June 15, 2020

The Senate is Hard at Work, Aided by Remote Hearings


KEY TAKEAWAYS

  • The Senate has moved quickly to implement procedures and technology that enable committees to continue their important work while ensuring that senators, staff, and witnesses are safe.
  • During the month of May, 12 Senate committees held 30 hearings and business meetings. Seventeen of those involved some or all senators and witnesses participating remotely.
  • The committees met to conduct oversight of coronavirus response efforts; advance COVID-19 related legislation; consider critical national security nominees; and do other business.

As the country continues to respond to the coronavirus pandemic, the Senate must fulfill its constitutional duties. Committees are essential to how the Senate gathers information, considers legislation, conducts oversight, and confirms nominees. The Senate has moved quickly to implement procedures and technology to enable committees to continue their important work while ensuring that senators, staff, and witnesses are safe.

Senate Hearings in May            

Hearings

may hearing activity

The Senate held 30 hearings in May: five remote hearings, in which everyone involved participated from locations outside the committee room; 12 hybrid hearings, in which some were present in the committee room and others participated remotely; six standard hearings, where all involved were present and following enhanced safety guidelines; and seven business meetings to advance COVID-19 related legislation and critical national security nominees. As required by Senate rules, all business meetings were held with a quorum of Senators present in the committee room.

senate COMMITTEES go remote

More than half of the hearings the Senate held in May were entirely or partially remote. The Rules Committee, the Office of the Attending Physician, and the sergeant at arms established procedures to enable committees to use technology such as video conferencing that enables witnesses and senators in different locations to see, hear, and respond to one another securely and efficiently. The press and public could watch via livestream on the internet. Members who met in the committee room in person followed physical distancing guidelines and wore masks; staff and public attendance were limited; and the committees increased cleaning measures.

Remote/Hybrid Hearings in May

Hearings

committees conducting important business

COVID-19 related hearings held in May included: a Health, Education, Labor, and Pensions Committee hearing on COVID-19 and steps to get safely back to work; a Banking, Housing, and Urban Affairs Committee hearing where the committee got an update on implementation of the Coronavirus Aid, Relief, and Economic Security Act from Treasury Secretary Steven Mnuchin and Fed Chairman Jerome Powell; a Judiciary Committee hearing examining liability during the pandemic; and a Homeland Security and Governmental Affairs Committee business meeting advancing the nomination of a special inspector general at the Treasury Department to oversee pandemic recovery efforts.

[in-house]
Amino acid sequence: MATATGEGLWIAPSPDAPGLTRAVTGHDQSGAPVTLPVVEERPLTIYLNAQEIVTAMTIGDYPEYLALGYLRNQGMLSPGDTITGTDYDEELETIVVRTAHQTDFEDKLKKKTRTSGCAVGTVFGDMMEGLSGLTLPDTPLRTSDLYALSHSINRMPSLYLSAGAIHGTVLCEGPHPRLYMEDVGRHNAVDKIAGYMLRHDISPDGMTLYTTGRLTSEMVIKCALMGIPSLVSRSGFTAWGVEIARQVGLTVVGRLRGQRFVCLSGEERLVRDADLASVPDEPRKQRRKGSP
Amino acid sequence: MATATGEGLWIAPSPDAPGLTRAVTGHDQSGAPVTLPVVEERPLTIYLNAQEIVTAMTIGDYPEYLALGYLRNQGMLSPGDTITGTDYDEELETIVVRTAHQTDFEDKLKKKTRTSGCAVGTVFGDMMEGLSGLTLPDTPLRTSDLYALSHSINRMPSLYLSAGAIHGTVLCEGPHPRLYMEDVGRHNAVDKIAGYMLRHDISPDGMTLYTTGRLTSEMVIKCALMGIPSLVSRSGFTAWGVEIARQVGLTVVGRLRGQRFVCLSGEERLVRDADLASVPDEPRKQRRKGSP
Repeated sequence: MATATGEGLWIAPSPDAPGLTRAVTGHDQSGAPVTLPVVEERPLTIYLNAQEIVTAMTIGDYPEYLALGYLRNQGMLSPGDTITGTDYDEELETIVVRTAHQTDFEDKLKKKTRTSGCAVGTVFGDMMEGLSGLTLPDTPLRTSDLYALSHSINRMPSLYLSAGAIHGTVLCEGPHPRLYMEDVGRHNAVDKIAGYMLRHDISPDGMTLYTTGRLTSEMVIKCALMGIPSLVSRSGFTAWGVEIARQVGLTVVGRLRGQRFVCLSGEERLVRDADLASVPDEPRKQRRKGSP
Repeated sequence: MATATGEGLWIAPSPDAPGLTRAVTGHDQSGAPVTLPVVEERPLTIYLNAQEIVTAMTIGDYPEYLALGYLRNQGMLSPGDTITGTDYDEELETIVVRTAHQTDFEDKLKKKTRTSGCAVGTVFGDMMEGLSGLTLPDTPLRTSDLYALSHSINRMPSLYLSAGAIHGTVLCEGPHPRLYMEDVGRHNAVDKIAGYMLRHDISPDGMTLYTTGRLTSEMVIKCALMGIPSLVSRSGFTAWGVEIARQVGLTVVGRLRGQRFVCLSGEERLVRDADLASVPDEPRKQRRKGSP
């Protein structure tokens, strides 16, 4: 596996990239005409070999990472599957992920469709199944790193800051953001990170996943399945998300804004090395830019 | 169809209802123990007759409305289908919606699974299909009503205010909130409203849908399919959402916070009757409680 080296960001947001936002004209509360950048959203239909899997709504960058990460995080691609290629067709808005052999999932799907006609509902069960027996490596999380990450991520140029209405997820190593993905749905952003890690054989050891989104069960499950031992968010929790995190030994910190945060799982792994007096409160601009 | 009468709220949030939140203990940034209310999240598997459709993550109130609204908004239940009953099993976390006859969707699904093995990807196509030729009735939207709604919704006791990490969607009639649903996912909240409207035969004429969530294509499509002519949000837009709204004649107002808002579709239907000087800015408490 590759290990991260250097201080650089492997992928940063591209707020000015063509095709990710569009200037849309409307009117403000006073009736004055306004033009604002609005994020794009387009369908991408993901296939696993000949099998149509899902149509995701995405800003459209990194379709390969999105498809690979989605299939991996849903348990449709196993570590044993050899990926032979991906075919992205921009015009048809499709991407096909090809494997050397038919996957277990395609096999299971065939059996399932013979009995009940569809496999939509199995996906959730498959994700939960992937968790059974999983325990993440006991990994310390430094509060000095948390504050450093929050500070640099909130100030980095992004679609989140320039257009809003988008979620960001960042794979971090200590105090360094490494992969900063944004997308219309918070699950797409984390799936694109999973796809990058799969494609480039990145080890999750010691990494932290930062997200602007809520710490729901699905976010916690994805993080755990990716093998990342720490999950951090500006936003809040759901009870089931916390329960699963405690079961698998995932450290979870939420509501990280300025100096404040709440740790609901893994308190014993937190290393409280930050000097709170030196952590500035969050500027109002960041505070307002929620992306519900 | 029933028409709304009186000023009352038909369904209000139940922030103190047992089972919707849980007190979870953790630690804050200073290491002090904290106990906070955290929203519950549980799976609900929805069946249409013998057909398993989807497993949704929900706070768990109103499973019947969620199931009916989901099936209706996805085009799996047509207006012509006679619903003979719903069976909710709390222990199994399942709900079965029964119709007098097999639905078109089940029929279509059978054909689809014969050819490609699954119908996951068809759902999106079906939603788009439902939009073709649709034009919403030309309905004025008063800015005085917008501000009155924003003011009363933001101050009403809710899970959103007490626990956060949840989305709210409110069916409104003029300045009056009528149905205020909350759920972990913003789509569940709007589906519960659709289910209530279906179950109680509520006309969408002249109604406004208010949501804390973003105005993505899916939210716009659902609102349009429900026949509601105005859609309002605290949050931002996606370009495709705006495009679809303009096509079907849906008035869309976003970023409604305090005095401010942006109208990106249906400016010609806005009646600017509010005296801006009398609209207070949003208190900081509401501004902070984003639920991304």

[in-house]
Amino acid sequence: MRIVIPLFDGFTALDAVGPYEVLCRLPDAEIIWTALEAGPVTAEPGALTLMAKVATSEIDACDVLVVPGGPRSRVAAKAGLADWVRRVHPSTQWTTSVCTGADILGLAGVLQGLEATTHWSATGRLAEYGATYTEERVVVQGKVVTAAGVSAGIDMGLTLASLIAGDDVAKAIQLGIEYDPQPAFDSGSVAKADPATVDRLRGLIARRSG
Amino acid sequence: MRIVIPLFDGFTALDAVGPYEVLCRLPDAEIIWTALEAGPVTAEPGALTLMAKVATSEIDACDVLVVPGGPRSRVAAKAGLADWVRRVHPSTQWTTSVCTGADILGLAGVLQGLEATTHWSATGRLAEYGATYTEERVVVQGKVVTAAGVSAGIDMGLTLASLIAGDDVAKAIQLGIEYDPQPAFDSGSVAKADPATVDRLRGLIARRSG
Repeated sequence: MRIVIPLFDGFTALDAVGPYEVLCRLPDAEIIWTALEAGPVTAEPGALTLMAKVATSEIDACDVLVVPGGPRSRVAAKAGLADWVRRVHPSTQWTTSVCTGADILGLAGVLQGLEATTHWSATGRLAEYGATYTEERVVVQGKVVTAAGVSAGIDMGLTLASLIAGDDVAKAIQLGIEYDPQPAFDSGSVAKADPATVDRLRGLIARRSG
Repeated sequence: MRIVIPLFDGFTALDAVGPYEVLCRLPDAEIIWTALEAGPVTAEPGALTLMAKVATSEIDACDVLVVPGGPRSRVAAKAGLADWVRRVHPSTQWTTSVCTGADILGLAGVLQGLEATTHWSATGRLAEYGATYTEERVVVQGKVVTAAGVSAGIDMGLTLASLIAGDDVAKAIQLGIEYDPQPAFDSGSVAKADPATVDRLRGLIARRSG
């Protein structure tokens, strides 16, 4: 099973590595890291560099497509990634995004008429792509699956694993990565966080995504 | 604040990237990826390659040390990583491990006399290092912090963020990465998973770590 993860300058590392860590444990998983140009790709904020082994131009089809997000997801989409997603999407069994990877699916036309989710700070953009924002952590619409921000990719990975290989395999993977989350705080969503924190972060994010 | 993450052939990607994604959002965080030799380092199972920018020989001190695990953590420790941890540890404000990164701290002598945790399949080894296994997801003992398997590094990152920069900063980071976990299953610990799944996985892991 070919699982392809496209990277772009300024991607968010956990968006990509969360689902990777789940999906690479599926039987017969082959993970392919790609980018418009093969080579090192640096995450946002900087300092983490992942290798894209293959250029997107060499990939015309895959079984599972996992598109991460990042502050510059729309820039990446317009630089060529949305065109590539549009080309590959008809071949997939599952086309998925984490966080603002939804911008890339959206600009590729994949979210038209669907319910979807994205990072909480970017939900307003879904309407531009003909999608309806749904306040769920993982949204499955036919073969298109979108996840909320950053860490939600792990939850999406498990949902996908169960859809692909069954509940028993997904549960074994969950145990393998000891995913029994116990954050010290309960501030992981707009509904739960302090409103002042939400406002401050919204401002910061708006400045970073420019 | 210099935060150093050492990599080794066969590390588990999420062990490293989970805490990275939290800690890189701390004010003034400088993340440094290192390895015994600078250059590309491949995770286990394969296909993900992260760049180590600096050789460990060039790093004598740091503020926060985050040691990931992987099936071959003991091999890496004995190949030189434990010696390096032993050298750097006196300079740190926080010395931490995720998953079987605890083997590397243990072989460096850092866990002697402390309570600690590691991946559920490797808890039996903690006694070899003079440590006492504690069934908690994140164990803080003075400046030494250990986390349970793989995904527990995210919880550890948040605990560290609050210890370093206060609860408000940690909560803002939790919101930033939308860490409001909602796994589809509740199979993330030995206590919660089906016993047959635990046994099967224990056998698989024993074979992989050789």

Key Hearings

Hearings

Committees also held non-coronavirus specific hearings in key areas like national security. For example, HSGAC held a hearing to review a cybersecurity report mandated by Congress. Other meetings included an Intelligence Committee hearing on the nomination of John Ratcliffe to be director of national intelligence, and an Armed Services Committee hearing on the nominees for the secretary of the Navy and the U.S. Air Force chief of staff.

May 12 HELP Hybrid COVID-19 Hearing

Hearings

case study: HELP Committee hearing on Covid-19

The May 12 HELP hearing “COVID-19: Safely Getting Back to Work and Back to School” provides a case study of the steps committees have taken to function safely during the pandemic. The committee was able to use the new procedures to hold a three-and-a-half hour hearing on an issue of critical importance to the Senate and to the American people.

The committee heard from Dr. Anthony Fauci, director of the National Institute of Allergy and Infectious Diseases; Dr. Robert Redfield, director of the Centers for Disease Control and Prevention; Dr. Stephen Hahn, head of the Food and Drug Administration; and Admiral Brett Giroir, assistant secretary for health at the Department of Health and Human Services.

Thirteen senators, including Chairman Lamar Alexander and Ranking Member Patty Murray, participated in the hearing remotely. Ten others attended in person wearing masks and seated at least six feet apart from each other. All four of the witnesses testified remotely.

Issue Tags: Senate, COVID-19